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National University of Singapore Reuters

Singapore has declared war against diabetes three years ago when it was emerging as a major health issue with huge economic burden on the nation. Now the researchers from National University of Singapore (NUS) have decided to take the fight further, seeking innovative ways to understand the genetic causes behind the disease and to make use of innovative 'synthetic biology' techniques to combat genetic-linked Type 2 diabetes.

The NUS researchers have made a breakthrough recently developing 'human artificial chromosomes' in the interdisciplinary field, where biology meets engineering. NUS said these chromosomes are assembled in yeast or bacterial cells, "combine various elements from human DNA into a single 'library'" and after the assembly process these are transferred into "lab-grown mammalian cells, which allow researchers to assess how various elements and mutations interact and alter a cell's behaviour or response."

In the lab of Associate Professor Matthew Chang, Director of NUS Synthetic Biology for Clinical and Technological Innovation, efforts are now underway to create a yeast artificial chromosome. The researchers believe that this technology could one day be transferred to create human artificial chromosomes that could unlock the secrets of various genetic-based diseases.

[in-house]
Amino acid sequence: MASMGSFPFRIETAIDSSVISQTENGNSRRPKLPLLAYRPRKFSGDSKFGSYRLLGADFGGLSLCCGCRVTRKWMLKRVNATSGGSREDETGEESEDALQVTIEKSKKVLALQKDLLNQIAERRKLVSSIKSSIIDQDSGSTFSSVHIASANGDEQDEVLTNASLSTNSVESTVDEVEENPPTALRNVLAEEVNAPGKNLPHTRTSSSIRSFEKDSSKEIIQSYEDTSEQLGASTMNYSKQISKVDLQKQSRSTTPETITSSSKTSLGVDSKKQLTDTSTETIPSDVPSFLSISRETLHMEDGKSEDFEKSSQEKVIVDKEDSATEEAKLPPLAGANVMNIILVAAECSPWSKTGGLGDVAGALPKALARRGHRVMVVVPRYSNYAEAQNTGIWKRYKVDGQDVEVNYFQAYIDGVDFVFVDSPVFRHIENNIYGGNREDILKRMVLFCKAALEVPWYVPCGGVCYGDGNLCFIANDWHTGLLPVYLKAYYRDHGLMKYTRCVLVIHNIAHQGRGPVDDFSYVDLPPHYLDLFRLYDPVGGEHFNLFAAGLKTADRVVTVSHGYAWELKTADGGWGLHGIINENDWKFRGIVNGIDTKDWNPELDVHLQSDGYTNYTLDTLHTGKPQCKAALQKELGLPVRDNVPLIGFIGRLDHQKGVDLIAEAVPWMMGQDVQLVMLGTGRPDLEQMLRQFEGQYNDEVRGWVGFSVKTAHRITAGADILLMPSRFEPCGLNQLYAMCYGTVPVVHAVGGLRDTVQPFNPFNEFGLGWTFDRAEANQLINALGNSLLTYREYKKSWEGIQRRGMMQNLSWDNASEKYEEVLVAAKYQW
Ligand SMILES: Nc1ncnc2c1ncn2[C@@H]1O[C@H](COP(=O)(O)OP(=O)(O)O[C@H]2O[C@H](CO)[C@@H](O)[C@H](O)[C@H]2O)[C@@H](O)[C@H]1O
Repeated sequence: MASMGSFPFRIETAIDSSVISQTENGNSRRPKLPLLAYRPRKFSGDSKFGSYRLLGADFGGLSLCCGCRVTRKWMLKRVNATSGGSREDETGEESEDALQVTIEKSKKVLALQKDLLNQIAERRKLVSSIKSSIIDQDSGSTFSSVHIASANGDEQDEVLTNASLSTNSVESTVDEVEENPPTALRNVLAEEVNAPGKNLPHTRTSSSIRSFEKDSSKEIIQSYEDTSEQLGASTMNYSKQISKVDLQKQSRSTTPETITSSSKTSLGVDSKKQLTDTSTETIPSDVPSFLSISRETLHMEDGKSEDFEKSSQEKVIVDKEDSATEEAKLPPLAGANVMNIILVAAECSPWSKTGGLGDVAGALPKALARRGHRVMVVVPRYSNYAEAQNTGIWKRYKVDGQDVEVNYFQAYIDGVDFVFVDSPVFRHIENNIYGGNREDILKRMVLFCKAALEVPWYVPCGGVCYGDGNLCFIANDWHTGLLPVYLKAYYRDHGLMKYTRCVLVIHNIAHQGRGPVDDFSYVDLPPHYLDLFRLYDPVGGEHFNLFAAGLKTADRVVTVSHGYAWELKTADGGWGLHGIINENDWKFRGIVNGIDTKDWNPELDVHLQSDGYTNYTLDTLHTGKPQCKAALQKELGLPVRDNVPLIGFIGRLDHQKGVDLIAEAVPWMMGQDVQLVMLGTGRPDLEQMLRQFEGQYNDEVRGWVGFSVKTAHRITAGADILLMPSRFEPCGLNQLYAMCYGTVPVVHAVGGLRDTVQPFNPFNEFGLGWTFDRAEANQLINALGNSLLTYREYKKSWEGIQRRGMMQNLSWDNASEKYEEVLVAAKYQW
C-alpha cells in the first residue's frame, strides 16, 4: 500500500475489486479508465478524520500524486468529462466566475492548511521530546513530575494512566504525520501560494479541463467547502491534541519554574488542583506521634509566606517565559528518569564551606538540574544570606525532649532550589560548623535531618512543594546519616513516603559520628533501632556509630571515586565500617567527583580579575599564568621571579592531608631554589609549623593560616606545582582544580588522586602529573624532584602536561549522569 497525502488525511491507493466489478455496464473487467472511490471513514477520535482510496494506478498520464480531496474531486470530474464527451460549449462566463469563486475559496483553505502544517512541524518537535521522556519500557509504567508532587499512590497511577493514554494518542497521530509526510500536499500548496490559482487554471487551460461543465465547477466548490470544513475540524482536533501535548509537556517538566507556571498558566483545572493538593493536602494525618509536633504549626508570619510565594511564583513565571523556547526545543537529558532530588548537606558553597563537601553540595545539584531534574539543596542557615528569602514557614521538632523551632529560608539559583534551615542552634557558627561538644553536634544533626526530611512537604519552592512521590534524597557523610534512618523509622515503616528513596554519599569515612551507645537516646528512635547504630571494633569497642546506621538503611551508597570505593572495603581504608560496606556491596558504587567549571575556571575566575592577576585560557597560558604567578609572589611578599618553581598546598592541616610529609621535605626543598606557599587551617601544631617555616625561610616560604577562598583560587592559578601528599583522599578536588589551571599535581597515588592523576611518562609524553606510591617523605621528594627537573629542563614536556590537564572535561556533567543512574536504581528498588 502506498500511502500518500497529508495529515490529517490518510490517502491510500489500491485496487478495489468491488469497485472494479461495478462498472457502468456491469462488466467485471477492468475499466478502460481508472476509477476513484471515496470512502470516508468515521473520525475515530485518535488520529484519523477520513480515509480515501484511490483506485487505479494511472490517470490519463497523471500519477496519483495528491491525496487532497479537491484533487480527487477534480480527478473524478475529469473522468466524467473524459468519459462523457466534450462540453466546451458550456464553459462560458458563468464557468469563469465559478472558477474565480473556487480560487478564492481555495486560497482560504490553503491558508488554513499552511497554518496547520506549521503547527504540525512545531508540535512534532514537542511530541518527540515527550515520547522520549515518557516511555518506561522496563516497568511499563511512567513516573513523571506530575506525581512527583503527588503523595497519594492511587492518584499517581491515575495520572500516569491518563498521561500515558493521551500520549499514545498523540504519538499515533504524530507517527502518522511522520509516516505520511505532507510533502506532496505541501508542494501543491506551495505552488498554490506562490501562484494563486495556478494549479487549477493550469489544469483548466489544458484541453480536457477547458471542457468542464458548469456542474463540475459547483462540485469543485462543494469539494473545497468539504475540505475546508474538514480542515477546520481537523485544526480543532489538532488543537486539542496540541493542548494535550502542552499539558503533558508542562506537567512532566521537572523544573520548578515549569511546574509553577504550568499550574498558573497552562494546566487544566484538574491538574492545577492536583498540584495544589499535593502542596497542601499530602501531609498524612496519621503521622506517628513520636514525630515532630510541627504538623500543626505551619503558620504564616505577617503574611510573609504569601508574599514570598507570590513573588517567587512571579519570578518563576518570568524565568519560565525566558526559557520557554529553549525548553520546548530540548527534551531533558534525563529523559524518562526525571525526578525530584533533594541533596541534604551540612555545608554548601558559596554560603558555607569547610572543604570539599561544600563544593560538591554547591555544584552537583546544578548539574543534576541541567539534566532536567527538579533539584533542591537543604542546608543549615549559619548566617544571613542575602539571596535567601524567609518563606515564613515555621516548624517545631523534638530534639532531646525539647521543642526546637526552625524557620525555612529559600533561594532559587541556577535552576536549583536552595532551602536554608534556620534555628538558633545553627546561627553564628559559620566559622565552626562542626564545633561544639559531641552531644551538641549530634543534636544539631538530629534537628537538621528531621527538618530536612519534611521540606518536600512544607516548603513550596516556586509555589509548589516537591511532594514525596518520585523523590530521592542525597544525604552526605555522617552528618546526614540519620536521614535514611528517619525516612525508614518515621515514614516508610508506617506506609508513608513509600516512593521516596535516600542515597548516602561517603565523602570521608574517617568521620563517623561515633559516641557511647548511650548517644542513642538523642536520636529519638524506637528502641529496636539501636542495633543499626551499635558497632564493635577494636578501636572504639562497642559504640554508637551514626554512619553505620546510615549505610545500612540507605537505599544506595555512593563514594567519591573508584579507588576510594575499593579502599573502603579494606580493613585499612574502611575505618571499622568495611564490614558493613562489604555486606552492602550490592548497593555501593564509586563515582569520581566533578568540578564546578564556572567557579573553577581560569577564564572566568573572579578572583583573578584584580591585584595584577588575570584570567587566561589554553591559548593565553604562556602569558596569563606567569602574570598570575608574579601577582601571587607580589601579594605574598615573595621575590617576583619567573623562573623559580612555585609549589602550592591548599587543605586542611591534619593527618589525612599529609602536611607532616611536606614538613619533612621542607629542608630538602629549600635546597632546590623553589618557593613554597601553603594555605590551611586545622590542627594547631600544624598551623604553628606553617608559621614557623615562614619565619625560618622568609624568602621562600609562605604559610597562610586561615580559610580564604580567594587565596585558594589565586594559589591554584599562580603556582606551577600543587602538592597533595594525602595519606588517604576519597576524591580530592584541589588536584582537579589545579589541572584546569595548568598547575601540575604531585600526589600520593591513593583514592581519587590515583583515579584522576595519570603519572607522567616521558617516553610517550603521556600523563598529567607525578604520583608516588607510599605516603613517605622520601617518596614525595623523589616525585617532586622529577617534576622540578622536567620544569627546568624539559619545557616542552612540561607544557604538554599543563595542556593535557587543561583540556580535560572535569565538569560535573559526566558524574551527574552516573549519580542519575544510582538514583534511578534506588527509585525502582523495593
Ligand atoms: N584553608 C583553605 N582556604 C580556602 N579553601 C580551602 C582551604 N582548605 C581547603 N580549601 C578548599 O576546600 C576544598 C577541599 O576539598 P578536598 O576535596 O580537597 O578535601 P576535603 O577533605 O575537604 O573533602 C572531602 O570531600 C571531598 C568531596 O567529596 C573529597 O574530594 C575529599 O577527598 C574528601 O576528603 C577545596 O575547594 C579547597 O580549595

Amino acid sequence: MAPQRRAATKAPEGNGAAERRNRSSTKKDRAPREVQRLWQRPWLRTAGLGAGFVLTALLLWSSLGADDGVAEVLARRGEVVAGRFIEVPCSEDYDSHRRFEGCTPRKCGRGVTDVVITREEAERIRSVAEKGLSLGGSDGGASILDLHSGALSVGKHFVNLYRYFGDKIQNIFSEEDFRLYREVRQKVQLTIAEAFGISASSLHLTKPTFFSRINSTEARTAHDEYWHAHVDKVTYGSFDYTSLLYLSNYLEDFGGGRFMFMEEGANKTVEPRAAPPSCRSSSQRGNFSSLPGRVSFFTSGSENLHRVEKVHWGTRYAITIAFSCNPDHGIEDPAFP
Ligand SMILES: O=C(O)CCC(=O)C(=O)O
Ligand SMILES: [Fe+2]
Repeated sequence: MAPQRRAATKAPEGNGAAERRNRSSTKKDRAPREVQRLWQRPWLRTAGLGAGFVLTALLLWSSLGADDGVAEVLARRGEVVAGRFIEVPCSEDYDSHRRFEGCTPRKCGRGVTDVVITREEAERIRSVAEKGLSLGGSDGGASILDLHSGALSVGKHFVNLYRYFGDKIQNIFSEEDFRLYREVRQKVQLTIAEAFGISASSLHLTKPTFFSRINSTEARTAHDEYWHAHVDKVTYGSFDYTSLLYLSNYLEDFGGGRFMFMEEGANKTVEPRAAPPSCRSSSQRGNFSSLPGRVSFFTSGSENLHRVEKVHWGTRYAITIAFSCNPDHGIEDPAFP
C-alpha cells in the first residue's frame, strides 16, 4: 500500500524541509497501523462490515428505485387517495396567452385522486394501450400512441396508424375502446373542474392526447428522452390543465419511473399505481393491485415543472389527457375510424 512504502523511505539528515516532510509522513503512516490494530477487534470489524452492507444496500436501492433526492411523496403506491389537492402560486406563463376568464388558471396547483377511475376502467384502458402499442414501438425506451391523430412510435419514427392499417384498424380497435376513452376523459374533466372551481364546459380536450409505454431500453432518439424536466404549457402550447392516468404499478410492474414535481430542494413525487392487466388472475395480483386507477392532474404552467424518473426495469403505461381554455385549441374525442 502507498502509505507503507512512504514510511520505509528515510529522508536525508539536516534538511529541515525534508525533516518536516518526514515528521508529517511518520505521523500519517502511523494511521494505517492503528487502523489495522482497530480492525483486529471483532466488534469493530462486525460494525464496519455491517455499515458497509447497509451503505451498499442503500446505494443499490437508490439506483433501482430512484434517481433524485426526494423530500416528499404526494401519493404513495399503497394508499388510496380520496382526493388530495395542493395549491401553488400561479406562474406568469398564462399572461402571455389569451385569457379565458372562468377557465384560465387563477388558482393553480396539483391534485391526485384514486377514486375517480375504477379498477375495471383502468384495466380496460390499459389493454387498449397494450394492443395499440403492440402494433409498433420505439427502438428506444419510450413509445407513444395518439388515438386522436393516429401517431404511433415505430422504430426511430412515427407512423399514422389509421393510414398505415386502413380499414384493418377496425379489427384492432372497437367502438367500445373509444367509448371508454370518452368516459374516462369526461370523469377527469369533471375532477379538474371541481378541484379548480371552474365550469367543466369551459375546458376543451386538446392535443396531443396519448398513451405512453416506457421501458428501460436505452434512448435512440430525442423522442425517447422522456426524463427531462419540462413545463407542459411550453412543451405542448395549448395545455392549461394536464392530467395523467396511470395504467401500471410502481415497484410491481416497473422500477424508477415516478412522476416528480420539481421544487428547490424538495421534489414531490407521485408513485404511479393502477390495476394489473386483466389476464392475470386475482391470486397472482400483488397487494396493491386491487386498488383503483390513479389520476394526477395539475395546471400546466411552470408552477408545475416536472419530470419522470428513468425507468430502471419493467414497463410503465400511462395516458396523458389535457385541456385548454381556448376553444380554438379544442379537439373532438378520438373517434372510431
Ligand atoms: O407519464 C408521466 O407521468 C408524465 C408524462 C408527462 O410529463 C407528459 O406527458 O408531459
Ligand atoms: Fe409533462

In this case, Associate Prof Chang said, "We believe that such technologies will be instrumental in improving our understanding of the genetic links to diseases such as Type 2 diabetes."

He also explained that artificial chromosomes that contain all of the known single nucleotide variations in human genes linked to glucose metabolism and insulin resistance, and those present in local populations, may soon be developed.

Associate Prof Chang also added that the artificially developed chromosomes can be introduced into cells grown in the lab. It can be expected that the technology will provide a platform to the researchers to disclose the functional relationship between specific genetic variations and diseases such as T2D.

In order to tackle complex diseases, new innovative methods such as T2D grounded in synthetic biology are necessary, said the team.